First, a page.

4. Your mortgage is a forced savings program.

So let’s assume that 20–25 years from now you’ll be looking back and saying to yourself one of two things:

  • I’m sure glad I bought that first house, or
  • I wish I had  bought something back in 2013

A lot of people are in this situation today and paralyzed by all the noise around them. And in the absence of facts or perspective, fear will take over. So what are the factors that are influencing your decisions today?
New Mortgage Rules

Yes, there are new mortgage rules that have been implemented over the past few years, but in some respects, this could be to your advantage. Many first-time homebuyers are unaware that you can still buy a home with as little as 5 per cent down. The main rule change that impacts your ability to afford a home is that you can no longer access a 30 year amortization. Your payments will now be determined based on you paying off that mortgage over a maximum 25 year period. Although this does make your payments a little higher in the beginning, it increases the amount of equity you build with each payment (remember your forced savings plan).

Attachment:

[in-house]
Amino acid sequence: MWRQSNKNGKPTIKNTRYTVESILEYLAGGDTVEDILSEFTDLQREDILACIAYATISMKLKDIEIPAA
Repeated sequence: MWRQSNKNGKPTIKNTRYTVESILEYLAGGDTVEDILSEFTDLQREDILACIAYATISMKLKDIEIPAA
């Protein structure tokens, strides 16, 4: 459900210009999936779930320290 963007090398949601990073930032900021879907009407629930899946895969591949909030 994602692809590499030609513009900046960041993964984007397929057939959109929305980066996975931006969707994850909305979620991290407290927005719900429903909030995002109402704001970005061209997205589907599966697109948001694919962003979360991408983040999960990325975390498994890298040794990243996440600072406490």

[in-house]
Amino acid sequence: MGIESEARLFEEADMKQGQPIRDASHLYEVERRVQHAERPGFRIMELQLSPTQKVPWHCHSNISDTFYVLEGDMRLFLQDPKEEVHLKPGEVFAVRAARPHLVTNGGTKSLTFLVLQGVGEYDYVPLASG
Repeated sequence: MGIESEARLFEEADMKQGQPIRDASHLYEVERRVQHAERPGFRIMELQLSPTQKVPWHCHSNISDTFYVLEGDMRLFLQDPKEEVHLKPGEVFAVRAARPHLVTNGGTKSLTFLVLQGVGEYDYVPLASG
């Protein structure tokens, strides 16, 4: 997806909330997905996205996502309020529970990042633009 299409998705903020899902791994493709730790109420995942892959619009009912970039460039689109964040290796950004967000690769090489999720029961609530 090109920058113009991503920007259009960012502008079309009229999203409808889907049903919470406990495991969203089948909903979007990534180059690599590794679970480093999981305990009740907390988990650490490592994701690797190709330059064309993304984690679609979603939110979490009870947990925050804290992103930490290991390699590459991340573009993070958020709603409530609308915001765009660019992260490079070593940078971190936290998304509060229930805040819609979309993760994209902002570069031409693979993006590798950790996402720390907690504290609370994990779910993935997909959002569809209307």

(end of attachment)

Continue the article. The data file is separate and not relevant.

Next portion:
In addition, the rule changes imposed by the government have had the exact effect they were looking to accomplish and that is to slow down what was becoming an over-heated housing market. Again, this is to your advantage because it will help to bring house prices back within your range.

Global Uncertainty